Then, there's yet another past tense: the imperfect tense. As its name says, it's formed from impf. verbs. It's so rare that I don't recall its endings. I think I've never used it in my life. If you are really want to learn its endings, look into Wikipedia.

Similar to present adverbs derived from verbs, there are also past adverbs. They correspond to English having seen it, she decided to.... They are normally formed from the past-f form of the verb, replacing the final -la with -vši:

see vidjelavidjevši
eat (perf.) pojelapojevši

For verbs where past-m form has an additional -a- in comparison to the past-f form, it's derived from the past-m form, replacing -o with -vši:

can mogao m, mogla f → mogavši
grow up (perf.) odrastao m, odrasla f → odrastavši

They are very rare in speech, and rarely used in writing:

Vidjevši da neće uspjeti, odustala je. Having seen she wasn't going to succeed, she gave up.

This meaning is usually expressed with kad when or nakon after instead of this rare form.

However, the past adverb bivši, derived from the verb biti (je² +) be is often used, but it's true adjective, with the meaning former, ex:

Vidjela je bivšeg muža. She saw her ex-husband.

As in English, the adjective bivši is used colloquially on its own, meaning ex-husband/boyfriend, or ex-wife/girlfriend, depending on the gender, but it still changes like an adjective.

There's an interesting feature that was historically much more common: use of indefinite adjectives. So far, I've explained only so-called definite adjectives, which are usually used.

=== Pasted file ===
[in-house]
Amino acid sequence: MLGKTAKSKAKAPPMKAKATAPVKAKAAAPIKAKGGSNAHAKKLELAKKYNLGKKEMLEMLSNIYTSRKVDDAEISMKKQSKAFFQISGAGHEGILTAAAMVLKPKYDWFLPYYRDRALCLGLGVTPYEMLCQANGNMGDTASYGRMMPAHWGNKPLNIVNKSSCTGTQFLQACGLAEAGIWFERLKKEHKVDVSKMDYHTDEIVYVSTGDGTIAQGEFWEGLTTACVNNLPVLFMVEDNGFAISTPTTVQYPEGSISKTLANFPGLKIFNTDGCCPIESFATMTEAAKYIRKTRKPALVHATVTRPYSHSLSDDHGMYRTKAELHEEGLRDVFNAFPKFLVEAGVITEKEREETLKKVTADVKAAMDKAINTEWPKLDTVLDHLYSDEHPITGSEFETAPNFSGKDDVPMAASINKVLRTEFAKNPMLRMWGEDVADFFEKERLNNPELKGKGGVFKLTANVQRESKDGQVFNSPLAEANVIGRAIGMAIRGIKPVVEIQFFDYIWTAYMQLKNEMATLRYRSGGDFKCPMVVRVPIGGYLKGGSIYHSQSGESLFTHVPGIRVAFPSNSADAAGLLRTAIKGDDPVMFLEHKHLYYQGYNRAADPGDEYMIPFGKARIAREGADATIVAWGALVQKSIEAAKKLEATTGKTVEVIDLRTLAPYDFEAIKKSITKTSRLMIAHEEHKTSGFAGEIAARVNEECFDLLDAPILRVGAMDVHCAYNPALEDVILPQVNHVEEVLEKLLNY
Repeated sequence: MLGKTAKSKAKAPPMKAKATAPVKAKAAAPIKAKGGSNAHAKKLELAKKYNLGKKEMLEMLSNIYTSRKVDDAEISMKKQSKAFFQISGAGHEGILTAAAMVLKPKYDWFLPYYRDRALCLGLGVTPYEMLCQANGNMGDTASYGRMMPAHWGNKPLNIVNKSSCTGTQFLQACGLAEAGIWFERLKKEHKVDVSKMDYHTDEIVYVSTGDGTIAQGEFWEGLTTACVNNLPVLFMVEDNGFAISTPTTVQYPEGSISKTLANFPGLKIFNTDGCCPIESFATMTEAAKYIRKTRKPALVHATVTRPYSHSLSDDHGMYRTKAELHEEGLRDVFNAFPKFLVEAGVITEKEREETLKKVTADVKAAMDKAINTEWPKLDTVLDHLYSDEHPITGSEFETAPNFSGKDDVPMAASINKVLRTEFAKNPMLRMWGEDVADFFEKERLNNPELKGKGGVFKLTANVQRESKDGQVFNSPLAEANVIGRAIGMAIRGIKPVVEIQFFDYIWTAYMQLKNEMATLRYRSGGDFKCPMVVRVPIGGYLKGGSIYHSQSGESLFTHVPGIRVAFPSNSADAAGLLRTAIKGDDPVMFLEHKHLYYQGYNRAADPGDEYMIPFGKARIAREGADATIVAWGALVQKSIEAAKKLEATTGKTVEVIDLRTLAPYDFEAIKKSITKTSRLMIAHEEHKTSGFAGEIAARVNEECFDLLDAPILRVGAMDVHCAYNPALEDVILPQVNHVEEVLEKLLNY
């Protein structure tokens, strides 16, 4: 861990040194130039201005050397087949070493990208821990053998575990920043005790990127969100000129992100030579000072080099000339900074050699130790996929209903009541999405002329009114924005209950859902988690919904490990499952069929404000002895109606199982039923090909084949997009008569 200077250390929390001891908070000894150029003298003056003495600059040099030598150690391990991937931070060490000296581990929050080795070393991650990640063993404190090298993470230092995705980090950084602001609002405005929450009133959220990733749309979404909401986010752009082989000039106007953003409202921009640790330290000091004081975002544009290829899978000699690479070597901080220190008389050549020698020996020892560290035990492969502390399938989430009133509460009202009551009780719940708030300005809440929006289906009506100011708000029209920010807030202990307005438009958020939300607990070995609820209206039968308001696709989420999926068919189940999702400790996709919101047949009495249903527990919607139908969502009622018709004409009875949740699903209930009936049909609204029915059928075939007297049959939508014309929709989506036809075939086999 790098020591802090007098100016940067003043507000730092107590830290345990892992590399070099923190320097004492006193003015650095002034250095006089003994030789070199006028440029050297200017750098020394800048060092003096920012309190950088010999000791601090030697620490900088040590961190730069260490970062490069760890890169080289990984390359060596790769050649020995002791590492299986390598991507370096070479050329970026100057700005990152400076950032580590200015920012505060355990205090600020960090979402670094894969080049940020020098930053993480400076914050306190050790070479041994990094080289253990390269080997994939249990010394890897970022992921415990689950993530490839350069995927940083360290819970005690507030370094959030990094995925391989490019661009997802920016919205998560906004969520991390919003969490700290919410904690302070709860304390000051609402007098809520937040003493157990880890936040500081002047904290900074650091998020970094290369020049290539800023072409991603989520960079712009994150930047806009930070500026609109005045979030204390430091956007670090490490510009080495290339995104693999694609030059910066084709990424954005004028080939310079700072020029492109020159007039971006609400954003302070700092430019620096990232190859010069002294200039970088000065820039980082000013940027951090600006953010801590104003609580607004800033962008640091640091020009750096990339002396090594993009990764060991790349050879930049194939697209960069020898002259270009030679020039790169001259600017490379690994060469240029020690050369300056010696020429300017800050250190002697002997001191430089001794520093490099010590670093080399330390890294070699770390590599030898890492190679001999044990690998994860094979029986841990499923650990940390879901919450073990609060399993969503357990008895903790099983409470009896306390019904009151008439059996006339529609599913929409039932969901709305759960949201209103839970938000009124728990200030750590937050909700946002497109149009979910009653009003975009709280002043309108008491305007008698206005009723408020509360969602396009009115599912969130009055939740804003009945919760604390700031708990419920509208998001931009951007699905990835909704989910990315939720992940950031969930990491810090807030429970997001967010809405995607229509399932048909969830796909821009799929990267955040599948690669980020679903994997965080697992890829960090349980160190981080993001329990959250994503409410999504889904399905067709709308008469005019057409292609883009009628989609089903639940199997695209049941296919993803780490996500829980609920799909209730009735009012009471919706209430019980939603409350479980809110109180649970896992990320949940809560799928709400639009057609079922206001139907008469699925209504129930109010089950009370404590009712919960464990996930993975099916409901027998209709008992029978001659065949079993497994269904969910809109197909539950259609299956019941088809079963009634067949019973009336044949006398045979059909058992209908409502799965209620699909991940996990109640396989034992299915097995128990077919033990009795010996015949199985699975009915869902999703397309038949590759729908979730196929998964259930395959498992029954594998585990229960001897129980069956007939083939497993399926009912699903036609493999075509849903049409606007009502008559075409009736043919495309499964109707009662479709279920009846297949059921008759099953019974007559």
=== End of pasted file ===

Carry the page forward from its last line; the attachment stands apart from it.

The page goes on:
However, most adjectives also had indefinite forms. They could have different stress and case endings. I won't go into details of stress, but the endings in singular are:

gender N A DL G I
neuter -o
= N -u -a -om
(not p/a)
dict. = N
dict. -a

As you can see, these look exactly like the noun endings.

Standard Croatian still insists on use of indefinite adjectives. They should be used with indefinite nouns, i.e. when you would use the indefinite article in English:

Vidim crna konja. A see a black horse. (very rare in use)

Then, some adjectives, according to Standard Croatian, have only indefinite forms, regardless of definiteness, and that includes all possessives in -ov or -ev, including njegov his:

Vidim njegova brata. I see his brother. (Standard, but very rare)

Vidim njegovog brata. (this is almost always used)

However, you'll see forms like above in some newspapers, on TV news, and in poetry.

Then, Standard Croatian insists that numbers 2-4 change according to case. You will sometimes see in writing DLI forms for numbers 2 and both in feminine gender and for 3:

number DLI
obje f both objema
dvije f two dvjema
tri three trima

If numbers change, nouns also change, into DLI-pl. For example:

Posjet dvjema farmama A visit to two farms (rare)

(If you check Google™, u dvije is about 30 times more frequent than u dvjema.) Other forms – including masc. gender – exist in grammar books, but are very rare in use. You will sometimes see the forms above used for G as well.

5 Easy Croatian: 99 Aorist Tense and Other Marginal Features N A  DL  G 24 I V There are features in Croatian that you will see used from time to time. You don't need them in everyda...